In hindsight, I know it was only God who protected us because the speeds we were doing on these treacherous Kenyan roads were such that it was simply by God’s intervention we never got involved in any accident.

The man drove so fast, and so dangerously overtook other vehicles I would close my eyes and try to go to sleep so as not to see things flying by such as big buses and lorries he was whizzing by as if he was on a suicidal mission.

The senior government official I was riding and working with and I sat in the back and the driver and security detail sat in the front but. Being a senior government official used to being driven at these speeds, my friend expressed no concern neither did he seem to be bothered at all.

Because of this, I also did bother saying anything for some time, but I did once bring it up confessing to him I was petrified at the speed we were being driven.

That day, he told the driver to slow down and it also happened to be the day we were to drive from Nakuru Afraha Stadium in the late afternoon headed to Mombasa where the next rally was to be held. The driver was determined to get us there in a flush and I overheard him say as much to the security detail, prompting me to say something to my colleague as I couldn’t bear the scare anymore.

[I recount in my memoirs how on this trip, we were joined by an OCPD we gave a ride to Nairobi who engaged in talk with my partner on fascinating “inner government” stories but I fell asleep much of the way though I had already promised not to disclose anything I heard the two talk about, and I wouldn’t—fascinating as what little I had was].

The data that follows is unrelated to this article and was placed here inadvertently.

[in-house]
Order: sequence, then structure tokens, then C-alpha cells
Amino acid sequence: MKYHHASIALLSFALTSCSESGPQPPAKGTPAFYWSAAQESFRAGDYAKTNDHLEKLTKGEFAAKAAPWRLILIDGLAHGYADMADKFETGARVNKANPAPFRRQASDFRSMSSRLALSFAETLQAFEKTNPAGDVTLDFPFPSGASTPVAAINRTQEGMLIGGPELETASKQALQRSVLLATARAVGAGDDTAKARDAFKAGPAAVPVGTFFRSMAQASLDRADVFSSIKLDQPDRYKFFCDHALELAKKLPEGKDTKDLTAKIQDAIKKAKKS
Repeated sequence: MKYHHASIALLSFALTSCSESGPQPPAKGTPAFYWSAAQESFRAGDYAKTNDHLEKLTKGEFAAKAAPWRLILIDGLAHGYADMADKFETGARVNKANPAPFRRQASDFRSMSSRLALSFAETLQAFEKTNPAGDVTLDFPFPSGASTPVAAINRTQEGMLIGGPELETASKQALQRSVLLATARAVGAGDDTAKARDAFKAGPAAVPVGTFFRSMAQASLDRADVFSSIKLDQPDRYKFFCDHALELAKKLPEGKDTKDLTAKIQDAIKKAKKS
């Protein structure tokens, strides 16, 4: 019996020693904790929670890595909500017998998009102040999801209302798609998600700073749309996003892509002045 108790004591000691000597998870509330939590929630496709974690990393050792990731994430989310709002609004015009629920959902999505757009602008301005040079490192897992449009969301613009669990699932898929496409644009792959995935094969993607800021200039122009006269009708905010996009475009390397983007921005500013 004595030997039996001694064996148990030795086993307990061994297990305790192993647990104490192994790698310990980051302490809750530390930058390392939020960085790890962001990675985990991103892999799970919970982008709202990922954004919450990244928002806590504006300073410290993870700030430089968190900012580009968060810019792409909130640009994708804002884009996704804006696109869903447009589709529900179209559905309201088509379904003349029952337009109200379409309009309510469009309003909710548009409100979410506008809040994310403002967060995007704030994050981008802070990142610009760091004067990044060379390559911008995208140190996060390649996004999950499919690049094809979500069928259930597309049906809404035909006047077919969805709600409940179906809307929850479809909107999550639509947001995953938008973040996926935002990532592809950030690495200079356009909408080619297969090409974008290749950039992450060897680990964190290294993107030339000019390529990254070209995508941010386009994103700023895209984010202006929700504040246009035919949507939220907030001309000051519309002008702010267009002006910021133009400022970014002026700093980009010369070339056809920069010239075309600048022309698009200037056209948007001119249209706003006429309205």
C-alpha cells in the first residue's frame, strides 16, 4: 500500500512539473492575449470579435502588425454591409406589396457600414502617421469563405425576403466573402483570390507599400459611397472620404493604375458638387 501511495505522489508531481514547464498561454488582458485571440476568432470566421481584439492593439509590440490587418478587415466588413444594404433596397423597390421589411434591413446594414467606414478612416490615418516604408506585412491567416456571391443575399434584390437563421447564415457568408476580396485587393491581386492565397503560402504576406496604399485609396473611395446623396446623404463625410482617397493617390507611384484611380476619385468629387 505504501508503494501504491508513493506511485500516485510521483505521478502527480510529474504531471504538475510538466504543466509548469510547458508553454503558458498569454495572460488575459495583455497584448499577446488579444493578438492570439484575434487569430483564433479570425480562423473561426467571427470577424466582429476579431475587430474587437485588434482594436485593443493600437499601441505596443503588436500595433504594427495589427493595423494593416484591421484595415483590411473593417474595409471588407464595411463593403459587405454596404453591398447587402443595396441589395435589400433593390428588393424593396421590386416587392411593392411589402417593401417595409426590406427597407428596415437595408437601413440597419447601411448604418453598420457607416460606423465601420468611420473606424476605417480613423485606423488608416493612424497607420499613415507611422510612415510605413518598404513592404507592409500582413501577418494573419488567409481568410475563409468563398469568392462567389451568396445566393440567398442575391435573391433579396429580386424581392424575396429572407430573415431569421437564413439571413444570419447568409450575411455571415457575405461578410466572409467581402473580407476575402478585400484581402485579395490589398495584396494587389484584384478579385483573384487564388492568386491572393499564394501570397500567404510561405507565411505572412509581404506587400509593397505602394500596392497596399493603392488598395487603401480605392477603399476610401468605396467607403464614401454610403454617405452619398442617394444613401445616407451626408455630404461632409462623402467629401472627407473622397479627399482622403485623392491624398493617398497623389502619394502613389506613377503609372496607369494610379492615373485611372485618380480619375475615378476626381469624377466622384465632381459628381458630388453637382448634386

It turns out the driver was not plucked from the Presidential Escort, but he previously drove matatus before being recruited to become a government driver.

No wonder!

I have these recollections under the above titled chapter for a reason and I may or may not share details about this trip and day I nearly perished in a road accident on the way to Mombasa, being driven in a rental car and the near miss accident occurred just before getting to our destination.

It was a terrifying experience I am debating whether to even recount but will decide if to do so and how much of it I would share, as it also involves a plot by someone who must have wanted yours truly dead.

Some things are better off forgotten and that is my current inclination.

Read more in my memoirs I hope to publish before the next elections.

 
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Posted by on May 14, 2020 in Musings, Politics

 

Insult and Disrespect Uhuru at Your Own Peril

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Every leader in any country, even one deemed to be the most feeble over time hardens and becomes shrewd to sustain themselves in power.

To insult, disrespect and belittle a president is moronic and has a price to pay for those who do so, especially anyone in a position of power linked to the leader.

This tweet by one Ken Odero is illustrative of this point:

“Jubilee Tangatanga wing assumes that Uhuru is a fool, and it’s Raila who is behind his latest purge. No. Uhuru became president with ICC hanging on his shoulders. Became president 2nd time with the worst record ever. That is not a fools fete. #UkweliUsemwe That man is ruthless!”